5. Pitot-Static tubes , pressure transducers, measuring amplifiers
Multiple large-sized Pitot-Static tubes and pressure transducers are necessary to measure the reference wind speed set in the new wind tunnel.
Number of Pitot-Static tubes: 3
Length of Pitot-Static tubes: min. 1 m
Number of pressure transducers: 3-6
Measurement range of pressure transducers: 0-5 mbar, +/-5 mbar, +/-1″WC
Output voltage: 0-5 V or 1-5 V
Measurement uncertainty: max 0.15% FS
6. Multi-hole probe
The most suitable way to measure the time-dependence of all three velocity components in the wind tunnel atmospheric boundary layer is by using a multi-hole (4, 5, 7-hole) probe and a corresponding measurement software. The measurement principle and a practical example can be seen on the images below.
Measurement principle of the multi-hole probe
The four-hole probe of Turbulent Flow Instrumentation (TFI) (Photo: Turbulent Flow Instrumentation Pty Ltd)
Min. measurement frequency: 500 Hz
Max. probe head diameter: 5 mm
Other specifications: Measurement system and software should be able to connect to the existing National Instruments analog data acquisition card
7. High performance lasers for LDA applications
Solid-state laser source for LDA applications (Photo: TSI Inc.)
In the new wind tunnel, Laser-Doppler Anemometry (LDA) will be used to measure wind velocity around buildings, structures and in recirculation zones with great spacial and temporal resolution. The multi-hole probe cannot be used in these locations. The available 300 mW laser source in the laboratory is not enough for measurements with a focal length greater than 500 mm, thus there is a need for stronger laser sources. In order to limit the energy usage and avoid the complicated water cooling of the lasers, we are planning to acquire solid-state laser sources instead of gas lasers. Below the wind tunnel measurement of a model of József Nádor Square in Budapest can be seen with LDA, together with the results.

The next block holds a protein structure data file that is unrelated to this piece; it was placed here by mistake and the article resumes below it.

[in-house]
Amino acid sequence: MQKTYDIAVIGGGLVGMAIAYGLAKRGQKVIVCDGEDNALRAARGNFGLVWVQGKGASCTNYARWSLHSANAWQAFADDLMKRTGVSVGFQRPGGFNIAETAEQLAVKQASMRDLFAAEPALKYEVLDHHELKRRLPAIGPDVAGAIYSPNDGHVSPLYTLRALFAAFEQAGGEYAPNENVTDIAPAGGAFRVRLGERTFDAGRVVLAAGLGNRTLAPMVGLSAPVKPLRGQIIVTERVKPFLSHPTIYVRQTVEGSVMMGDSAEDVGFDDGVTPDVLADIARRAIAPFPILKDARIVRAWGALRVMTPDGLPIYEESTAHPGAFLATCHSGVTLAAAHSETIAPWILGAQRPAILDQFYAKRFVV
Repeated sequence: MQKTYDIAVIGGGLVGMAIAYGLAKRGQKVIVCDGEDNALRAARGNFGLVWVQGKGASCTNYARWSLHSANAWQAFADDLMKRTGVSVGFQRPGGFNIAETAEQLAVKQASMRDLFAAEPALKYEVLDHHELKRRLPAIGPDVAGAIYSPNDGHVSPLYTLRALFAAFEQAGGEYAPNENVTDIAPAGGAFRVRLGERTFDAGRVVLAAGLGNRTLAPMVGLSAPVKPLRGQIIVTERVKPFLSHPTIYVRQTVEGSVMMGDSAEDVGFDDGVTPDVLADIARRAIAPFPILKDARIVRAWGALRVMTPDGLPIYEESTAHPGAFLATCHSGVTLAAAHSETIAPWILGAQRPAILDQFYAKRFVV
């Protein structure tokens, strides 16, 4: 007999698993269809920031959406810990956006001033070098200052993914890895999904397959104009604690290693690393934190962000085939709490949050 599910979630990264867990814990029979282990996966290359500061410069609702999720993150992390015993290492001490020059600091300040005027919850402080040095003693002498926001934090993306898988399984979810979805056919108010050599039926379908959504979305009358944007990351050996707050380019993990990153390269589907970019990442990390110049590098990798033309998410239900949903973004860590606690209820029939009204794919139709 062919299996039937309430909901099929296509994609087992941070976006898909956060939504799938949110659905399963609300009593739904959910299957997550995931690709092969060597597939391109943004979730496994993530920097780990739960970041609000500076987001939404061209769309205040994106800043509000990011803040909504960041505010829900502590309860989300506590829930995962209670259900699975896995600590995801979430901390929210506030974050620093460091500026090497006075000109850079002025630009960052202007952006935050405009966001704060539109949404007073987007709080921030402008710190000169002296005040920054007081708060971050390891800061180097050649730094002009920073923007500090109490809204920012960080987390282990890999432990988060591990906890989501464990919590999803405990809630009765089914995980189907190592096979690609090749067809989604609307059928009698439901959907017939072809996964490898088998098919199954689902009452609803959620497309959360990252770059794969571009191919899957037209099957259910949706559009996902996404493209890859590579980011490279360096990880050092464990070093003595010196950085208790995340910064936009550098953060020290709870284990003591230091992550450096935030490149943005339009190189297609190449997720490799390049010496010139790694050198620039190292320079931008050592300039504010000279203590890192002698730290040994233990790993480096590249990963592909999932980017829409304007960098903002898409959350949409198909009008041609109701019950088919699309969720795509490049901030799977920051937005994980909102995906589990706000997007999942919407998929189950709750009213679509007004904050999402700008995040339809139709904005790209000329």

1:350 scale model of the Budapest József Nádor Square inside the Göttingen-type wind tunnel
Location of the LDA measurements points for the József Nádor Square model measurement
LDA measurement on the 1:350 scale József Nádor Square model
The velocity field and local wind roses based on LDA measurements (wind blows from the north)
Number of laser sources: 2
Wavelength: 2 different wavelengths, between 457 – 532 nm
Power of each unit: >500 mW
– solid-state laser,
– the laser beam has to be shifted by 40 MHz,
– the connection has to be compatible with the optical couplers of the TSI 2D LDV system.